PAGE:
By Paul Strauss

A Southern Roadtrip in the 2018 Chevrolet Equinox

It was no coincidence that Chevy decided to unveil the latest version of its popular Equinox SUV on the Fall Equinox last September. Fast-forward exactly half a year, and I’m checking out the 2018 Equinox on the Spring Equinox. But this time, I’m not just viewing a static vehicle on a stage in Chicago, I spent the better part of two days driving the new vehicle on the roads of North Carolina, South Carolina, and just a touch of Georgia.

Like other wildly popular vehicles, Chevy had to be cautious with the redesign of one of their bread and butter vehicles. After all, in the US, Equinox sold more than 242,000 units in 2016 alone – more than 11.5% of their total US sales. So it’s best that they don’t break anything, and stick to more modest upgrades rather than a major redesign.

From the outside, the 2018 Equinox is definitely more dynamic and streamlined than ever before. The grille and headlights are more visually interesting, as are the larger horizontal taillamps that wrap onto the liftgate. But those changes seem minor, compared to the significant upgrades under the skin, under the hood, and inside its cabin.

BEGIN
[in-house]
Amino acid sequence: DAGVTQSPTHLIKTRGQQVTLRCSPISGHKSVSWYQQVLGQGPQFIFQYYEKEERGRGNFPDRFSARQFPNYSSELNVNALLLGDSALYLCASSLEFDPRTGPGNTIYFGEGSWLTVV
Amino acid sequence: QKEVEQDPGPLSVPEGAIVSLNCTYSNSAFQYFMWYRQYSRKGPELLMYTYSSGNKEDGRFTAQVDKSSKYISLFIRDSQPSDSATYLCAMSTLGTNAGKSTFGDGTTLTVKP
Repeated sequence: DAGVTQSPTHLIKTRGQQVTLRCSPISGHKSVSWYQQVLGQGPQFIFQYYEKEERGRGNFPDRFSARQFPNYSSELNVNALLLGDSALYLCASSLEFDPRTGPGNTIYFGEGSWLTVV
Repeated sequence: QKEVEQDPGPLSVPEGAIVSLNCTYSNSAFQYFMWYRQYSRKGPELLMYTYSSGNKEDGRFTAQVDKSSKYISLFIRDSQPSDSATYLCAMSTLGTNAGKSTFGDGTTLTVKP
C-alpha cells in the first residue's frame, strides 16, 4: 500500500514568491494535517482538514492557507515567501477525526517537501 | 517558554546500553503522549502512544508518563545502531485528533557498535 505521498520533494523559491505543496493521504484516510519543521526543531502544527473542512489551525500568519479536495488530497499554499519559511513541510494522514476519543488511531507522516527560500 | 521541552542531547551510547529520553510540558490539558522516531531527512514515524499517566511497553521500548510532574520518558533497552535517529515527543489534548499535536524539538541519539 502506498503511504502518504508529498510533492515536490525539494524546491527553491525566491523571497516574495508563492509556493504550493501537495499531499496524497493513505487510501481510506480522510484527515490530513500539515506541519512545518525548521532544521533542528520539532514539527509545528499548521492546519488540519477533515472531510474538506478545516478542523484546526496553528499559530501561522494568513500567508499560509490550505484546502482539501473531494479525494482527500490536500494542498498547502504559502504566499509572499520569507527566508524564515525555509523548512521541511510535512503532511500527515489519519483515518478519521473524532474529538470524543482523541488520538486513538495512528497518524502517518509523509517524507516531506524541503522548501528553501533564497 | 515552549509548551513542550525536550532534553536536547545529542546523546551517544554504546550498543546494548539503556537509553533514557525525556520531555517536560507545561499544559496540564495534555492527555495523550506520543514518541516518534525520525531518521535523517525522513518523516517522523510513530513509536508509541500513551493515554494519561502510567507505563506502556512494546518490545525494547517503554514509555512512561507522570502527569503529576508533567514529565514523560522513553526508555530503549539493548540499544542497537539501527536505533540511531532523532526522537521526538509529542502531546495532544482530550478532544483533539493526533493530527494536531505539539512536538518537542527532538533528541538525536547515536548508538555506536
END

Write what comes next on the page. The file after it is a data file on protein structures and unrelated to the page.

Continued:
For starters, the new Equinox has trimmed about 400 pounds of weight off from its predecessor, in large part due to a more judicious usage of various types of high-strength steel and modern adhesives. These changes resulted in a body structure that’s lighter, stiffer, and even safer for its occupants than before. There’s lots of new tech to be enjoyed too, but rather than just list it all, this graphic sums it all up:

As my driving partner and I set off on our journey, we took the Equinox from Greenville, South Carolina, up to Asheville, North Carolina, along the way checking out a number of scenic locations, and a good variety of roads to put the Equinox through its paces as both a daily driver and a car for weekend family adventures.

So we punched in our chosen route using the excellent Roadtrippers‘ app on my iPhone, plugged into one of the Equinox’s USB ports, and let the phone’s navigation guide our way via the Apple CarPlay integration.